Complementary Methods

I am happy that I am using Pimsleur, Livemocha, and a grammar book (How to Speak, Read, and Write Persian).  They complement each other well.

Pimsleur Language Programs (company)
Image via Wikipedia

1. Pimsleur
Pro: You have to learn words really well, you have to say them aloud, the words are nice and basic, can listen to anywhere
Con: Boring method, boring vocabulary

2. Livemocha

Image representing Livemocha as depicted in Cr...
Image via CrunchBase

Pro: You have a great community of help and support, the writing and reading exercises are helpful, the point system makes it good for tracking progress
Con: The exercises don’t always work (typos on exercises, flashcards missing responses–at least in Farsi), I still can’t get my Gold Key from the library, exercises don’t review and reinforce well

3. Grammar book
Pro: Good grammar explanations and tables, good basic vocabulary with phonetic guide
Con: Vocabulary repeats from one list to the next making flashcards harder, one table doesn’t have phonetic guide so I had to look them up, boring

I’ve seen a few reviews on these methods, but the methods tend to be taken in isolation.  I think that every method has pros and cons, and my job as the learner is to navigate different methods to find a mix that works.  “Works,” in my opinion, means 1) teaches me the language and 2) keeps me engaged in learning.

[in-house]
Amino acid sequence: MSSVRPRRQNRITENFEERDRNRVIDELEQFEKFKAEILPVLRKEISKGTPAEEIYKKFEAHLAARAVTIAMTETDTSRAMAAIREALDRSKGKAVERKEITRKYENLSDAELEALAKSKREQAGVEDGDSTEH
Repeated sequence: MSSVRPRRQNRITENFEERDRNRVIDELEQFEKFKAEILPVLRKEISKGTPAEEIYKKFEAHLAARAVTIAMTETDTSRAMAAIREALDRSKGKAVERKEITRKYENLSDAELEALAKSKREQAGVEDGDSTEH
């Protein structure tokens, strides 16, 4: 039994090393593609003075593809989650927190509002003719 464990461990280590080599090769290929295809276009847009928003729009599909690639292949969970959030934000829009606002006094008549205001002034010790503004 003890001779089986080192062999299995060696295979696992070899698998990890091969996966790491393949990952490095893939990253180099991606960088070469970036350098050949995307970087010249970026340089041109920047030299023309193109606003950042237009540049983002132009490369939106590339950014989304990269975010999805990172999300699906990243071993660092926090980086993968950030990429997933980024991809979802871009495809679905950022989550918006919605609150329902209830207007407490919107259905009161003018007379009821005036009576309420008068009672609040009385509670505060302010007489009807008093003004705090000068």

4 thoughts on “Complementary Methods

  1. Pingback: Effects of Livemocha « Loving Language

  2. Hey!

    I tried Pimsleur once, exactly 10 years ago and although I was determined to get through the exercises, I quickly died of boredom and abandoned my dream to Japanese fluency. Anyway, I think if one does not abuse of the lessons (15 minutes instead of 60 minutes sessions), it is a great programme. As for Livemocha, I used to correct French and English exercises. How come they don’t have a corrected version of the exercises ready and then of course extra help from the community? Are there many farsi speaking livemocha peeps? I think I’ll give it another shot once I’ve reached my 3 months of Chinese learning. Thanks xx Layinka


    1. Thanks for the comment. There are tons of Farsi-speakers on Livemocha. I finish an exercise and have responses in 15 min. In 24 hours I have more than I can handle. Livemocha’s exercises are a bit wonky, at least in Farsi. I like the open-ended writing assignments. The reading exercises, though, go beyond the vocabulary offered, so I have to ask the community how to pronounce them. (Part of this problem arises from the Farsi writing system, however.)


  3. Pingback: Flashcard systems « Polyglot Posturings

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